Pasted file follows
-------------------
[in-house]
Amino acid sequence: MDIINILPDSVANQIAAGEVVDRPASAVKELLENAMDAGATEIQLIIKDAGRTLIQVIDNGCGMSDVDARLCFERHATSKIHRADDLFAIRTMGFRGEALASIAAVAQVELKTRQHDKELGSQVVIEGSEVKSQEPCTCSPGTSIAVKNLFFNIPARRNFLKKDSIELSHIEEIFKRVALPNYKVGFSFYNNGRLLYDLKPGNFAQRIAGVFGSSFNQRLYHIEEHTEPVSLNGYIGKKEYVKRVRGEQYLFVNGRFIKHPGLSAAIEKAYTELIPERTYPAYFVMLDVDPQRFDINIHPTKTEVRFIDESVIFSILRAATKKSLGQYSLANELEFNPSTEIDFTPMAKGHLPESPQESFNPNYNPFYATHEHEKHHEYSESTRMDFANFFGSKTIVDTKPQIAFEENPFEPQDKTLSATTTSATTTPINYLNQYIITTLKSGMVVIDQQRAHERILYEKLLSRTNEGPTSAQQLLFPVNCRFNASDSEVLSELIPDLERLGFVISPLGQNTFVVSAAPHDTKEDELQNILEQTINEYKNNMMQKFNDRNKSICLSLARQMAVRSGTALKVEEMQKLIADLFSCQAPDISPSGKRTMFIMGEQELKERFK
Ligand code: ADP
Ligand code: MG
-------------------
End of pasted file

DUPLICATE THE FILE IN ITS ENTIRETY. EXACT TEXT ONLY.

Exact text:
[in-house]
Amino acid sequence: MDIINILPDSVANQIAAGEVVDRPASAVKELLENAMDAGATEIQLIIKDAGRTLIQVIDNGCGMSDVDARLCFERHATSKIHRADDLFAIRTMGFRGEALASIAAVAQVELKTRQHDKELGSQVVIEGSEVKSQEPCTCSPGTSIAVKNLFFNIPARRNFLKKDSIELSHIEEIFKRVALPNYKVGFSFYNNGRLLYDLKPGNFAQRIAGVFGSSFNQRLYHIEEHTEPVSLNGYIGKKEYVKRVRGEQYLFVNGRFIKHPGLSAAIEKAYTELIPERTYPAYFVMLDVDPQRFDINIHPTKTEVRFIDESVIFSILRAATKKSLGQYSLANELEFNPSTEIDFTPMAKGHLPESPQESFNPNYNPFYATHEHEKHHEYSESTRMDFANFFGSKTIVDTKPQIAFEENPFEPQDKTLSATTTSATTTPINYLNQYIITTLKSGMVVIDQQRAHERILYEKLLSRTNEGPTSAQQLLFPVNCRFNASDSEVLSELIPDLERLGFVISPLGQNTFVVSAAPHDTKEDELQNILEQTINEYKNNMMQKFNDRNKSICLSLARQMAVRSGTALKVEEMQKLIADLFSCQAPDISPSGKRTMFIMGEQELKERFK
Ligand code: ADP
Ligand code: MG